Up to now I have met many people and developed some sincere friendships which makes my life here even more comfortable. Living and working in Banjaluka has many advantages, according to Giacomo. However, it is a bit more difficult to travel outside of town if you do not have your own means of transportation, but I manage. Speaking as someone involved in sports in Banjaluka I can say that the difficult economic situation reflects on the sports as well. Although the local people are talented for many sports the conditions are not so great. For me this is a big motivation and challenge to do my best, in order to create conditions for children and the youth of Banjaluka to engage in a kind of sport which is not so popular but certainly has a lot of elegance and is appreciated throughout the world and is one of the oldest Olympic disciplines. I am well accepted here, people have positive reactions to what I do, but everything happens very slowly here. Actually, sometimes I feel that the culture here is that people wish to reach average (mediocre) results overnight, as if they do not have the patience or persistence to invest more effort and achieve the maximum. From this perspective, I plan to stay in Banjaluka and in fencing. My wish is for a talented athlete, fencer from Banjaluka to take part in the Olympic games or at the World Championship. Support is needed in order to realize this plan, both from individual citizens of Banjaluka and from the local community and institutions, says the Sicilian in Banjaluka.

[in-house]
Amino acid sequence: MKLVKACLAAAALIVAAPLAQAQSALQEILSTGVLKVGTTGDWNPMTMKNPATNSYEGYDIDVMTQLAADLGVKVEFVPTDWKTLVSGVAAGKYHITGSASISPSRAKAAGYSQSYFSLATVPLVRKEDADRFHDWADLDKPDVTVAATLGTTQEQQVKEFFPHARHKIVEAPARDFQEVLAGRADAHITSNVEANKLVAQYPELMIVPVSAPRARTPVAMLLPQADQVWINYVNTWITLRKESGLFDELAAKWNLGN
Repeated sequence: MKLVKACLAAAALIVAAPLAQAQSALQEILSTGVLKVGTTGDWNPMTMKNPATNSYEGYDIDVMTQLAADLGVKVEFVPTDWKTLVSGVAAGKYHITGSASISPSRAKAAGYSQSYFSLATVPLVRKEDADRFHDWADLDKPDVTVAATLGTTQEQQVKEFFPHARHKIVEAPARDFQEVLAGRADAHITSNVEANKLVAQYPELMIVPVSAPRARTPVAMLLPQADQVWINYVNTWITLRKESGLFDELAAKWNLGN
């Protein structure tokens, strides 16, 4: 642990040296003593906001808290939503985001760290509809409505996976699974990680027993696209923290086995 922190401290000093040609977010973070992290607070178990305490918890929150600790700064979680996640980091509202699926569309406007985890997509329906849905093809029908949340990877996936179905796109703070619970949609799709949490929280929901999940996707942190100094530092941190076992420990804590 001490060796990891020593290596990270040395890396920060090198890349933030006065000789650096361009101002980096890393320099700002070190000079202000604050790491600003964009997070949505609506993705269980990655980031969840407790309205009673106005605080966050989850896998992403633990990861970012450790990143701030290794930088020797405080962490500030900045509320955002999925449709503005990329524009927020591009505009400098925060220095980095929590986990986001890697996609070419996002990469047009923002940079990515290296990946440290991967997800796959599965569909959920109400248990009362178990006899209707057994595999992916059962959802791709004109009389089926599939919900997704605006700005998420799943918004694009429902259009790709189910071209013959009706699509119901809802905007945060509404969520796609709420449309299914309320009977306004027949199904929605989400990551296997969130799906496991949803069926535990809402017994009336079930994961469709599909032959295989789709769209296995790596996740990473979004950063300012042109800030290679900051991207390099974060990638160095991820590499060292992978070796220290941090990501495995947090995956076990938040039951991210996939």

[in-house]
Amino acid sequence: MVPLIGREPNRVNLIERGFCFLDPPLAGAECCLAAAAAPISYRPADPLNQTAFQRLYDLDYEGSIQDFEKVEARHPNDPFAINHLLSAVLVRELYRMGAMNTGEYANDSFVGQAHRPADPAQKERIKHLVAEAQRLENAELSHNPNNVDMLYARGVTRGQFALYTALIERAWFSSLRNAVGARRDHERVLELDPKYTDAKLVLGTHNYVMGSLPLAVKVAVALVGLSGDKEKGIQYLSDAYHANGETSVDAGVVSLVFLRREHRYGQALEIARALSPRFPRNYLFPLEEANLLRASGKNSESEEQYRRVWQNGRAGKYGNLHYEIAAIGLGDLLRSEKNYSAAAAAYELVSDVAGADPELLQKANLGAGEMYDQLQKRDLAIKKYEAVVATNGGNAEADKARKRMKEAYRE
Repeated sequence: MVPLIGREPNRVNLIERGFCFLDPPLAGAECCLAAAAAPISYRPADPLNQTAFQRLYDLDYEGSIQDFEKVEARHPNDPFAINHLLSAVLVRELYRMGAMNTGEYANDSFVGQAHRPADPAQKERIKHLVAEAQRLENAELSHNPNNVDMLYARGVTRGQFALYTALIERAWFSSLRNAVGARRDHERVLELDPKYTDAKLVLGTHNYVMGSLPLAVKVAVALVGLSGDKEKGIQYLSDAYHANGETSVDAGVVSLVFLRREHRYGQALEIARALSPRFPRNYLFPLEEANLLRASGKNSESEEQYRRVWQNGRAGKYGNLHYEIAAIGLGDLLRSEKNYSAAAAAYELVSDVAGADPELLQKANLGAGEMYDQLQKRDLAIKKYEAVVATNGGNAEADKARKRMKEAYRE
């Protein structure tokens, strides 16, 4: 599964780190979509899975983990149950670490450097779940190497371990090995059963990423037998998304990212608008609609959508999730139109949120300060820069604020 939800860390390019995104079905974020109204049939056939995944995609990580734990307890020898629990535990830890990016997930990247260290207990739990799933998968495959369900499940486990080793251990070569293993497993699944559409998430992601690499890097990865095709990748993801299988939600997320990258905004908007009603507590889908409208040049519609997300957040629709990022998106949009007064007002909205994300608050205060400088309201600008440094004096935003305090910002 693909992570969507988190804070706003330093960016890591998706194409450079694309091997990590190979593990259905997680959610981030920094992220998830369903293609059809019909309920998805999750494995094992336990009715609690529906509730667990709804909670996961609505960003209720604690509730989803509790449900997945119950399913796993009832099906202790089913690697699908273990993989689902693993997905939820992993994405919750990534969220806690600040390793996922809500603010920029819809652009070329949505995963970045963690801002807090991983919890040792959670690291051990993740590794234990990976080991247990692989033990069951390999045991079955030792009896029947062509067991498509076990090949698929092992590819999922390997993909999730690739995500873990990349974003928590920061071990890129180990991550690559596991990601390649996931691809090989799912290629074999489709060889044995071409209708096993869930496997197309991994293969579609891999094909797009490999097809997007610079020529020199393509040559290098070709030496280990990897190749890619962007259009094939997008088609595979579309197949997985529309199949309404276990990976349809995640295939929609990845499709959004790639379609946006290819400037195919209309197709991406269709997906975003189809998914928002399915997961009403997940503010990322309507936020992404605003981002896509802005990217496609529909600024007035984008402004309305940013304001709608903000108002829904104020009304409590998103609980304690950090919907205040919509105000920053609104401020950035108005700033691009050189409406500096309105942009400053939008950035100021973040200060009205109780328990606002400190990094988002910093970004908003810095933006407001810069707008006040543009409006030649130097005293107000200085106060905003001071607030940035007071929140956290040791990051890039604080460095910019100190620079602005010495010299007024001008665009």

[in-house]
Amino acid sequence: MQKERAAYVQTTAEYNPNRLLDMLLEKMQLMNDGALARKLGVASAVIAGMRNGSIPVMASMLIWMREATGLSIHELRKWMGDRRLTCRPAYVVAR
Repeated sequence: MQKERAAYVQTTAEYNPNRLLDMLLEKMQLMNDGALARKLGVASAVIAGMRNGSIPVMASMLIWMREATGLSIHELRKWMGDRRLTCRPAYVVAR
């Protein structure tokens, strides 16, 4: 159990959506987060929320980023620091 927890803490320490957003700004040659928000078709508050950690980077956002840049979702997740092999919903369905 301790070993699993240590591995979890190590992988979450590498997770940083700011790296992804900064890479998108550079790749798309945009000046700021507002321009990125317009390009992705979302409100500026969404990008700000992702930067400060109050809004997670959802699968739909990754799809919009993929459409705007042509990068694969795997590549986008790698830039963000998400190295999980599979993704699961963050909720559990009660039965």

A Serb from Serbia or a Croat from Croatia in Banjaluka would say that their first thought of BiH would be burek (local meat pie) or cevapi (local minced meat and dough dish), as symbols of specific Bosnian gastronomy.